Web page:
First small enough for a laptop but soon after small enough to go anywhere - because everyone will want one and demand will drive down the cost.
This is a very interesting development in the world as we know it for a couple of reasons.
For one, after more than four decades, it may one day dislodge "Typing 1" as the most valuable educational class I ever took. Back in about 1972 or so I needed an extra high school "filler" class so I took typing. It was taught by a very short woman who's goal in life was to make sure that every female in her class could get a job as a secretary. She also taught "short hand" - another now-lost communication art form - as well.
Males were tolerated in her class as long as they were well behaved.
I think it was only a semester long but in the end I could type 43 words a minute - not bad for a guy in 1972.
We used powered mechanical typewriters - another now-lost technology.
But the valuable thing I retained was the skill to type. This has served me well in the decades since when composing email, writing blogs, editing programs, using keypunch machines, you name it.
But Kinect has the ability to change that.
Even the iPad today has a "replacement" touch keyboard so the notion of mechanical keys is on its way out. The Kinect will allow other kinds of motion and movement to be used to drive computer input. For example, instead of fancy 3-D mice you will just be able to reach out over your keyboard and "grab" the 3-D object to rotate it - no more "Ctrl-Shft-Meta-F3"...
Kinect will no doubt create all kinds of other input options as well: 3-D replacements for mice, knobs, buttons, and so forth.
And once Apple gets hold of this there will be even more bizarre gestures possible: "three finger air stroke left-right" to flip the page - so no more trackpads... Turn the page with a blink of your eye.
But there will also, no doubt, be a dark side as well: bots taking over your laptop's Kinect to spy on you.
Whether for your employer or for sinister Latvian hackers your laptop will be able to report whether or not you are in front of it.
Whether or not your hands are moving.
Whether or not you are alone.
Whether or not you are drinking coffee.
Whether or not you are scratching your... the possibilities are endless.
So now, like GPS-spying, there will be need for even more privacy laws because no doubt someone will discover that there is no specific law protecting the privacy of the gesturing (direct or implied) you are doing in front of your computer.
As soon as Kinect is turned into a "chip" it will make its way into cars and smartphones as well.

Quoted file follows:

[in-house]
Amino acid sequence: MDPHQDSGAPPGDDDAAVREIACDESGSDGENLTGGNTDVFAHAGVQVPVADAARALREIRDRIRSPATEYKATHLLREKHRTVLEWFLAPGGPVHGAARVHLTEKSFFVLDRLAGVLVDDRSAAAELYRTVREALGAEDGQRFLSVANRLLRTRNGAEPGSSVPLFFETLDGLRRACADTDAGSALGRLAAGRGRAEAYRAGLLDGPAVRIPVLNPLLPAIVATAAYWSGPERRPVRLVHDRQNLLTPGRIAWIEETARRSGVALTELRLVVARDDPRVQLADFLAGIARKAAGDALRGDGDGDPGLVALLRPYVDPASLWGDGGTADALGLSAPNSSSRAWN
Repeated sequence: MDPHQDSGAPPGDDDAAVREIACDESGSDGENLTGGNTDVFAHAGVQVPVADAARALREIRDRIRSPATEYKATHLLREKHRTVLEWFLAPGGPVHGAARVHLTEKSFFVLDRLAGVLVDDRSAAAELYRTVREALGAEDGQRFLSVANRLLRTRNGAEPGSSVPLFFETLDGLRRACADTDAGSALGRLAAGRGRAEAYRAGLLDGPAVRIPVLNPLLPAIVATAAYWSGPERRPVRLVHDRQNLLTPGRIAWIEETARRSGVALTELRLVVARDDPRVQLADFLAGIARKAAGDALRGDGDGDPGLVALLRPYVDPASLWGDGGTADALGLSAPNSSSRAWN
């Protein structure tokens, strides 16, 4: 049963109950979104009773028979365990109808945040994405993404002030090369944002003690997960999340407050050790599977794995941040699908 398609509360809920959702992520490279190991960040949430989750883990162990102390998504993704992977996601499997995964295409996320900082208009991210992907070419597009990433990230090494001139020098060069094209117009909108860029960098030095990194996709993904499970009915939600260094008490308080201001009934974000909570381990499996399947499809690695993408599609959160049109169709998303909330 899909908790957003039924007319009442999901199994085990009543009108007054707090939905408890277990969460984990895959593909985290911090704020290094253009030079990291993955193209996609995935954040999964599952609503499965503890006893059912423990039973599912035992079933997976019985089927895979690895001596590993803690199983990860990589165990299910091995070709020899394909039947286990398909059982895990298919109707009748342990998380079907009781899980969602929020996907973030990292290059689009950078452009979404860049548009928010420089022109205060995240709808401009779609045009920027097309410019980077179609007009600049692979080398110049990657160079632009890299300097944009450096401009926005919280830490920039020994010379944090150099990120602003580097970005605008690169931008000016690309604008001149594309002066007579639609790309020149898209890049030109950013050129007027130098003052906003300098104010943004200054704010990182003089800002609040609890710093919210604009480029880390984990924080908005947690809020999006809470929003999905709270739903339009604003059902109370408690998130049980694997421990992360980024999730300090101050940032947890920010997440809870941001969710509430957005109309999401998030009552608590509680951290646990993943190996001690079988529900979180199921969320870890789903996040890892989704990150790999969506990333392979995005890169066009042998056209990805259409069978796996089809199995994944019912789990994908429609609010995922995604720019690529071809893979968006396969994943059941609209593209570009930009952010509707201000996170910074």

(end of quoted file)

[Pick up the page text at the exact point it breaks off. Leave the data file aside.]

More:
So your car will be able to tell if your alone.
When you got in and out.
Were you carrying something.
Your smartphone will also know how many people are with you.
You significant other will be able to use this to spy on you.
And though today you need permission to record audio of someone, like the HAL 9000 of 2001, your Kinect-based laptop or phone will probably be able to read your lips (thanks to some do-gooder helping the challenged) - you can look it up if you don't know what happened as a result of HAL's lip reading.
Now more laws will be required: the Kinect Anti-Lip-Reading Law - for example.
Initially it will be used to replace the need to text with your hands - the phone will simply read your lips (while hearing what you say to confirm) and text for you.
There will be a slew of home-based security widgets: Instead of the security company having a visual of your kid entering the front door the Kinect will scan them for dope - oh look mom - there's a glass pipe concealed in that kids hand...
While I personally think the Kinect is a very cool innovation the more I write this blog the more I realize what level of idiocy it will create - the very least will be new "Kinect" laws.
There are enough laws already and we don't need more.
If you're a moron then "Kinect" technology will only enhance your ability to be a moron - not diminish it. So you'll become a more powerful moron - able to screw up even more with less effort.
When computers were first used commercially in the 1950's no new laws were required. It wasn't until much later that special "laws" were needed, e.g., patent law for software.
But I think that the real reason is that people's morals decayed and the computer became a tool for greed and, in response, the law changed address the problem - but only superficially because, unlike HAL, computers can only be used for evil by evil people.
The "Kinect" will be "just another brick in the wall..."